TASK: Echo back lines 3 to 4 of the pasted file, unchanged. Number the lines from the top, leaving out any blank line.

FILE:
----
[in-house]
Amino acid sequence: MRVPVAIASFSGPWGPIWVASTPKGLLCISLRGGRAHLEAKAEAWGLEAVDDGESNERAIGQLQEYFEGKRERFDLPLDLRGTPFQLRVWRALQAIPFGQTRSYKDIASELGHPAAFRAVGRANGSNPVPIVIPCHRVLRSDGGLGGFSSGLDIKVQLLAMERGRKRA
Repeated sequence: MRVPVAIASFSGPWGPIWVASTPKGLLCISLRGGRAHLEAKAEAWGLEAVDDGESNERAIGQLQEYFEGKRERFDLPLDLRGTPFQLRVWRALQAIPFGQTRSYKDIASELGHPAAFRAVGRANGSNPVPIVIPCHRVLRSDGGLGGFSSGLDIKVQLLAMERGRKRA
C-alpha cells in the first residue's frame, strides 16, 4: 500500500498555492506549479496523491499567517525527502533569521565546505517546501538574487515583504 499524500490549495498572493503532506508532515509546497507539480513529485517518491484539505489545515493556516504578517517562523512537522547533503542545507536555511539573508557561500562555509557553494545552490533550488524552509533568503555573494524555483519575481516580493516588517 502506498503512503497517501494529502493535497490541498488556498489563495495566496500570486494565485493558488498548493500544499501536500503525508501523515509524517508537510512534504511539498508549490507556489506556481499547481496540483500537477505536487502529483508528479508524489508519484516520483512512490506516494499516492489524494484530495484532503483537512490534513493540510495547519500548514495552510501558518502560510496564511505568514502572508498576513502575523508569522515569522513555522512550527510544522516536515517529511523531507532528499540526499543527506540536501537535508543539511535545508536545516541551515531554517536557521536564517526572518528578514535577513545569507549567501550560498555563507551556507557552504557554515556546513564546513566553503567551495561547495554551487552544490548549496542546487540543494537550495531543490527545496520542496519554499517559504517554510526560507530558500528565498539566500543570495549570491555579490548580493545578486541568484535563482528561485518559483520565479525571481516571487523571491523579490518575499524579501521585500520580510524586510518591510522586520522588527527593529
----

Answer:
Repeated sequence: MRVPVAIASFSGPWGPIWVASTPKGLLCISLRGGRAHLEAKAEAWGLEAVDDGESNERAIGQLQEYFEGKRERFDLPLDLRGTPFQLRVWRALQAIPFGQTRSYKDIASELGHPAAFRAVGRANGSNPVPIVIPCHRVLRSDGGLGGFSSGLDIKVQLLAMERGRKRA
C-alpha cells in the first residue's frame, strides 16, 4: 500500500498555492506549479496523491499567517525527502533569521565546505517546501538574487515583504 499524500490549495498572493503532506508532515509546497507539480513529485517518491484539505489545515493556516504578517517562523512537522547533503542545507536555511539573508557561500562555509557553494545552490533550488524552509533568503555573494524555483519575481516580493516588517 502506498503512503497517501494529502493535497490541498488556498489563495495566496500570486494565485493558488498548493500544499501536500503525508501523515509524517508537510512534504511539498508549490507556489506556481499547481496540483500537477505536487502529483508528479508524489508519484516520483512512490506516494499516492489524494484530495484532503483537512490534513493540510495547519500548514495552510501558518502560510496564511505568514502572508498576513502575523508569522515569522513555522512550527510544522516536515517529511523531507532528499540526499543527506540536501537535508543539511535545508536545516541551515531554517536557521536564517526572518528578514535577513545569507549567501550560498555563507551556507557552504557554515556546513564546513566553503567551495561547495554551487552544490548549496542546487540543494537550495531543490527545496520542496519554499517559504517554510526560507530558500528565498539566500543570495549570491555579490548580493545578486541568484535563482528561485518559483520565479525571481516571487523571491523579490518575499524579501521585500520580510524586510518591510522586520522588527527593529